Designer T-cells Clear autoimmune disease, without weakening the immune system
Successfully tested in mice, could this protocol lead to new ways to treat autoimmune diseases such as multiple sclerosis, rheumatoid arthritis and type 1 diabetes in people.
|Designer T-cells Clear autoimmune disease|
Currently, the main treatment for autoimmune diseases comprising the suppression of inflammation by blocking the immune cells with anti-inflammatory drugs and steroids. While temporarily relieve the symptoms, these drugs can inhibit the immune system at the same time and leave the patient vulnerable to certain infections.
Therefore, scientists are trying a new type of treatment that target autoimmune and inflammatory immune cells without disturbing the immune system. Thus the power of immune system remains unaffected with this type of treatment.
New research highlighted in Science Translational Medicine, explains how researchers have developed specific T cells pathogenic immune cells without destroying immune system.
Facts about autoimmune diseases
Redesigning the immune system
The research was carried out and discovered by Shinpei Kasagi by the National Institutes of Health (NIH). Researchers have created an environment of immuno suppressed mice or experimental autoimmune encephalomyelitis with non-obese diabetes or an immune molecule with the call control of TGF-beta. Autoantigenic peptides were then injected in the animals; These peptides are the molecules to create the specific regulatory T cells and found in the differentiation of T cells specific for the antigen.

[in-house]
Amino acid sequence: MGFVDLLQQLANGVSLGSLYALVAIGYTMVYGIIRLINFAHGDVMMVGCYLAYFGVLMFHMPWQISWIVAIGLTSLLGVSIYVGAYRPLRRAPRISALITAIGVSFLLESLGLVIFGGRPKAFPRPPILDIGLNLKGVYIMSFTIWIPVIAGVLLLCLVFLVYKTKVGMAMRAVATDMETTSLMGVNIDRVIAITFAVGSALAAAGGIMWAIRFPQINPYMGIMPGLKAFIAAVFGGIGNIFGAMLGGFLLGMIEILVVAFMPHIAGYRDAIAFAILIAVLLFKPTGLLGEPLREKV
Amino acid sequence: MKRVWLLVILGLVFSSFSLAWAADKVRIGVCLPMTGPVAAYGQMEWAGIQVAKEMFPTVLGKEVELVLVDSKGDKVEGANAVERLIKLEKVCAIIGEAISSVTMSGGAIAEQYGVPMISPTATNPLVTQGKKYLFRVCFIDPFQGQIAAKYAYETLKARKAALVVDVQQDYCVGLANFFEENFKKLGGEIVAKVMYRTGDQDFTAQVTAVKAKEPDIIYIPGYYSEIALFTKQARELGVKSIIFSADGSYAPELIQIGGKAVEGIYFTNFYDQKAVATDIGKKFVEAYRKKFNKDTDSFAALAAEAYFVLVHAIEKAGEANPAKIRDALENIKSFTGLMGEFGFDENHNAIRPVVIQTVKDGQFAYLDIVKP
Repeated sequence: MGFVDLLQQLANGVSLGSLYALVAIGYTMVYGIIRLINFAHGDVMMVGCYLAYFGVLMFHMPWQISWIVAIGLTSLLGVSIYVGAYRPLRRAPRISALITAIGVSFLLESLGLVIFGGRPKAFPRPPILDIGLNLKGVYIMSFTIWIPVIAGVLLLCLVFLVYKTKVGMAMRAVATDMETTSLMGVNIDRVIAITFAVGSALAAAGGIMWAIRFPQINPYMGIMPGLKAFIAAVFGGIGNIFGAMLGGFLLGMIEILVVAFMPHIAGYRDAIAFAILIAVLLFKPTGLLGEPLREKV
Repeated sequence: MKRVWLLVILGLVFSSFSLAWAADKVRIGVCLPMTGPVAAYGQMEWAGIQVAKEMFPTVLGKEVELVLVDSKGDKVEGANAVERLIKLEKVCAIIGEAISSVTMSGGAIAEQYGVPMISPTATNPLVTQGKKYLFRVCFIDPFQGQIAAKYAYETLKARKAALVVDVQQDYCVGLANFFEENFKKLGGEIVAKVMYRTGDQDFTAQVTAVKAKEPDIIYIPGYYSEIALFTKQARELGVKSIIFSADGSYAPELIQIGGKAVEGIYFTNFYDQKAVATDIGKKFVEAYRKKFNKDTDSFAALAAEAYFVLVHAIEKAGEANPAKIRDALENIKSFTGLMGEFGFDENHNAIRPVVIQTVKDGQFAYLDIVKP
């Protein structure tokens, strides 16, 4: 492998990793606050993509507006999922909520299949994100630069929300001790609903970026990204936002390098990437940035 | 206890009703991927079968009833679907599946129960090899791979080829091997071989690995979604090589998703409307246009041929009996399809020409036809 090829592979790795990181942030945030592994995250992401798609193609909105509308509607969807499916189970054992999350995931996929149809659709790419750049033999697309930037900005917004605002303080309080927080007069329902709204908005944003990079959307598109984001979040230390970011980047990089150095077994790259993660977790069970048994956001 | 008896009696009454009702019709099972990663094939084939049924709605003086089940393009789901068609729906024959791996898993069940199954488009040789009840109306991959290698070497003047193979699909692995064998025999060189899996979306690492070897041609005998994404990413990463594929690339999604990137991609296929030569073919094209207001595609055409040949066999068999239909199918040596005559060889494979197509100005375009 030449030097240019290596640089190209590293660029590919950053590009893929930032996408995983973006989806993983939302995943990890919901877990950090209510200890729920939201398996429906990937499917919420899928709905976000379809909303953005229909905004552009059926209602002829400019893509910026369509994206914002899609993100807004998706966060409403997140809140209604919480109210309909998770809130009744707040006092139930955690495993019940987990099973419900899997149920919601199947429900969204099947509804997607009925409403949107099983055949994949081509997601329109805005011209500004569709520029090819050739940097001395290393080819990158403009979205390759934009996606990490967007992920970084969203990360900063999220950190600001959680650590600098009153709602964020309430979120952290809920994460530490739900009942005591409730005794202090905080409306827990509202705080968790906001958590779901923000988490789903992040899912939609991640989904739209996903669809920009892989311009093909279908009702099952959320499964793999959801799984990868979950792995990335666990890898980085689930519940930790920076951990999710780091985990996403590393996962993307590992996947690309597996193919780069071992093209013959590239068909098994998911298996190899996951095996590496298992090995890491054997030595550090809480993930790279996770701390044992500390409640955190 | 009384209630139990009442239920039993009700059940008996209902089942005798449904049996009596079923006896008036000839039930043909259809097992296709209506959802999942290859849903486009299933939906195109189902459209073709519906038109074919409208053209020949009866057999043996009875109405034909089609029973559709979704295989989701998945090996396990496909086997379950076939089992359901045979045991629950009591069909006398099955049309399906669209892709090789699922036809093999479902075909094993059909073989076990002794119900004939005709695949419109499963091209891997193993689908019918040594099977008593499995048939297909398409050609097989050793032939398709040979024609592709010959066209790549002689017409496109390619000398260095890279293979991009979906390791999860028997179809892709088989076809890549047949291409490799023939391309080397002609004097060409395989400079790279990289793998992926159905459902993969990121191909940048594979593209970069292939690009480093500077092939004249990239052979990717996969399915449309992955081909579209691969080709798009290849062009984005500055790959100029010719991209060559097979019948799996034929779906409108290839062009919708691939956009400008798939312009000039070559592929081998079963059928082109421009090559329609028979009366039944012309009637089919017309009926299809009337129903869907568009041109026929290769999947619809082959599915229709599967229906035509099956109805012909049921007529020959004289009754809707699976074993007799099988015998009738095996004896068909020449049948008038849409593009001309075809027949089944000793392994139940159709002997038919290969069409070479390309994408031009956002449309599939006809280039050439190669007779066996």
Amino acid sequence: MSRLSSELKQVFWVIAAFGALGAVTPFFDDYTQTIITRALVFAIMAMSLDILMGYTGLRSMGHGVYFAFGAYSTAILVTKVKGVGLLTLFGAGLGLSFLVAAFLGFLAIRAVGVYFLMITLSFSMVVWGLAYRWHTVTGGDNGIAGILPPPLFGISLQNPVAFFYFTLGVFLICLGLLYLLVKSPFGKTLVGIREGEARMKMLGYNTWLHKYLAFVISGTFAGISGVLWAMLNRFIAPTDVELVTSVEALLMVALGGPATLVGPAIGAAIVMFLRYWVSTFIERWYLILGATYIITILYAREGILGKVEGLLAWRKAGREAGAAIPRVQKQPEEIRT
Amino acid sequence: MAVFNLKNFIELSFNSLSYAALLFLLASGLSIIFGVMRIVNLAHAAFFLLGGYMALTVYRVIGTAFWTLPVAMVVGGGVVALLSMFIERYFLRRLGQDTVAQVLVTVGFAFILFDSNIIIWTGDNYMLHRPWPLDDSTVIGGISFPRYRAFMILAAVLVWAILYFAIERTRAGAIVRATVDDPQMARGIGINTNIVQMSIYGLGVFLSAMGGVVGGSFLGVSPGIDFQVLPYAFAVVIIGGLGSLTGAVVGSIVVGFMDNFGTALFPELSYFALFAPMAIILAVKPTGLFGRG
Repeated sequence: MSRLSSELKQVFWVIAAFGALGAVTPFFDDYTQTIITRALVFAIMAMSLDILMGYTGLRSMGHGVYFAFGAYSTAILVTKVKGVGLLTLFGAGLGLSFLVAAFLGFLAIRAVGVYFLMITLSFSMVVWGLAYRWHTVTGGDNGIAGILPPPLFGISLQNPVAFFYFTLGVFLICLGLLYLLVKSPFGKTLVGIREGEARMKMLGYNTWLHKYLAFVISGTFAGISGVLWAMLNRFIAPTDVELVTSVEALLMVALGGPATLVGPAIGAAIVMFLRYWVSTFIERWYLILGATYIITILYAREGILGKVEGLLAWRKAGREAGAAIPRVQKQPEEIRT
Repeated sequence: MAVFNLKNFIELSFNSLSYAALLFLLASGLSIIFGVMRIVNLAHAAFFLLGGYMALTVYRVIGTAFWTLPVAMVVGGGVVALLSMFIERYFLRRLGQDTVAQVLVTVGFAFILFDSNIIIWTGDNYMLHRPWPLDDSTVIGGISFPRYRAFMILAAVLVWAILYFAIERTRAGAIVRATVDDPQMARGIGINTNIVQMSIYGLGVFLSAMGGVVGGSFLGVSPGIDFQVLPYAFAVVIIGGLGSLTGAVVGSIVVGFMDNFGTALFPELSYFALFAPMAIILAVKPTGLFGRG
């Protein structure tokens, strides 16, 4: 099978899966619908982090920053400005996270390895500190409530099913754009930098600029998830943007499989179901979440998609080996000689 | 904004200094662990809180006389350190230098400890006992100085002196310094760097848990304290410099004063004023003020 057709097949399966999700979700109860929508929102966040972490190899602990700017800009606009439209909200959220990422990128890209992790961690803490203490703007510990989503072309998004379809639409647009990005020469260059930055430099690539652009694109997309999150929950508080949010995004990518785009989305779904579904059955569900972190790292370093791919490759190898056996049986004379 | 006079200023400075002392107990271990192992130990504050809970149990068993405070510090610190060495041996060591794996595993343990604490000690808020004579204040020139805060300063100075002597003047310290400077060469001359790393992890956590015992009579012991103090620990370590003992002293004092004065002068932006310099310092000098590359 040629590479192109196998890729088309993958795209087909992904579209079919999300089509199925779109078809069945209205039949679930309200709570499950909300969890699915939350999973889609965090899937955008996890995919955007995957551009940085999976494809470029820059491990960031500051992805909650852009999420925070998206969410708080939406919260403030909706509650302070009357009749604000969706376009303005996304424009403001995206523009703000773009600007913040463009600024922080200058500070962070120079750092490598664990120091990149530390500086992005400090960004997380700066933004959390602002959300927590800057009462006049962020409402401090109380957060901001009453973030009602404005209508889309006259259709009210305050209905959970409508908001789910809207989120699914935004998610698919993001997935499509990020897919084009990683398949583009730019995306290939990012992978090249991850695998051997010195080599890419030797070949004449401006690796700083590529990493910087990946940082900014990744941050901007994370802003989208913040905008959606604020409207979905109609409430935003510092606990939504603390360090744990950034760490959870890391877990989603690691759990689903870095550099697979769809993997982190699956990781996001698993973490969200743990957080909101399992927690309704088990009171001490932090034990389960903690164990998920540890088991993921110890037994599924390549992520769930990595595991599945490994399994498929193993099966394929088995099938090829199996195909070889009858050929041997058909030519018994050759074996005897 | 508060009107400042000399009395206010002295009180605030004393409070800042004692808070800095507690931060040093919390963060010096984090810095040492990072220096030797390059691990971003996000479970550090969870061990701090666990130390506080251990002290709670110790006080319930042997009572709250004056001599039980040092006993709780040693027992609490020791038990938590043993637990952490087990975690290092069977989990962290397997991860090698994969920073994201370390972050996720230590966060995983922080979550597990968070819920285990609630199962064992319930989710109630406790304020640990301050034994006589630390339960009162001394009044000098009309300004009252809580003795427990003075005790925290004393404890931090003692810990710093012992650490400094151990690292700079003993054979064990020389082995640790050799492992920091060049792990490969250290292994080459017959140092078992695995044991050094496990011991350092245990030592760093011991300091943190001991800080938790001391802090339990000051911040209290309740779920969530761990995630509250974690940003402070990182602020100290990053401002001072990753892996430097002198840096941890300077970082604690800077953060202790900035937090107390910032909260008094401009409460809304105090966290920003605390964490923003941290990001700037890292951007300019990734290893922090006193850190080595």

Regulatory T cells and inflammatory then allowed to go in the tissues and organs of mice. In essence the researchers, redesigned the immune system with regulatory T cells.
Scientists have found that regulatory newly generated T cells not only stopped the autoimmune disease, but the animals have remained free of disease after stopping the injection of peptides.
The key to the treatment is the insertion of T-cell auto-antigens specific regulator. The methods have been developed to reprogram differentiating T cells in native immune suppressor regulatory T cells, not T-cell pro-inflammatory effector cells, said Dr. Wanjun Chen, an NIH researcher. Once programmed, these autoantigens specific regulatory T-cells to regenerate, which is probably why the mice in the study continued to experience a remission after treatment.
It remains to be confirmed that it will be administered by the long-term remission of several peptides, Chen said.
"The efficacy and long-term and dramatic suppression of autoimmune diseases is better than expected," Chen said.
After treatment, the mice with normal immune system, bacterial antigens were suspended.
Looking to the future
What's next for this approach? The researchers say that they want to judge them, such as regulatory T cells work in animals with other autoimmune diseases such as arthritis, before clinical trials in humans.
Theoretically, the protocol could be used for other types of autoimmune diseases in mice and eventually in humans as a researcher identifies one or more autoantigens specific for the particular disease.
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"Maybe the type 1 diabetes and MS are diseases that need to be explored first," Chen said in a statement.
For now, Chen said, represents a big step toward the "holy grail" of immunology research, namely, how immune cells specifically without weakening the immune system of a patient.